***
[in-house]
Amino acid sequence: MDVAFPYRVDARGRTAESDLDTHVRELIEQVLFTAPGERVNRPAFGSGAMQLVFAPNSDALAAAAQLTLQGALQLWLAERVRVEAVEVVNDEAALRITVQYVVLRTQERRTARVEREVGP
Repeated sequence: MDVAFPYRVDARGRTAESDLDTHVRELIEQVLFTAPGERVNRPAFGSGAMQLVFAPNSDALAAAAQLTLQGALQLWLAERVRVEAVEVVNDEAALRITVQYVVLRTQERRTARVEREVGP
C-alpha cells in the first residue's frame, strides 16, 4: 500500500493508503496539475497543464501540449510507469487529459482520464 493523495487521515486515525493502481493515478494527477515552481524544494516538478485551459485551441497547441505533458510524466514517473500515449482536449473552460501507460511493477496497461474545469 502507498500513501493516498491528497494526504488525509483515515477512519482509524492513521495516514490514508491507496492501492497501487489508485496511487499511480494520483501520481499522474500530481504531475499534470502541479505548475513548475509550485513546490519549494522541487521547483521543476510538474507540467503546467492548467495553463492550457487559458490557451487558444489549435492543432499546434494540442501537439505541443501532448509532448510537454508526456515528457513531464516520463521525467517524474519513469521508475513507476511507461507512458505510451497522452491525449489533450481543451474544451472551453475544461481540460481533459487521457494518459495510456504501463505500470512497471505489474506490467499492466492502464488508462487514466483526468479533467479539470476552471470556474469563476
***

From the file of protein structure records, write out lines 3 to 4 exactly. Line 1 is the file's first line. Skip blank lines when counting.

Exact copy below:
Repeated sequence: MDVAFPYRVDARGRTAESDLDTHVRELIEQVLFTAPGERVNRPAFGSGAMQLVFAPNSDALAAAAQLTLQGALQLWLAERVRVEAVEVVNDEAALRITVQYVVLRTQERRTARVEREVGP
C-alpha cells in the first residue's frame, strides 16, 4: 500500500493508503496539475497543464501540449510507469487529459482520464 493523495487521515486515525493502481493515478494527477515552481524544494516538478485551459485551441497547441505533458510524466514517473500515449482536449473552460501507460511493477496497461474545469 502507498500513501493516498491528497494526504488525509483515515477512519482509524492513521495516514490514508491507496492501492497501487489508485496511487499511480494520483501520481499522474500530481504531475499534470502541479505548475513548475509550485513546490519549494522541487521547483521543476510538474507540467503546467492548467495553463492550457487559458490557451487558444489549435492543432499546434494540442501537439505541443501532448509532448510537454508526456515528457513531464516520463521525467517524474519513469521508475513507476511507461507512458505510451497522452491525449489533450481543451474544451472551453475544461481540460481533459487521457494518459495510456504501463505500470512497471505489474506490467499492466492502464488508462487514466483526468479533467479539470476552471470556474469563476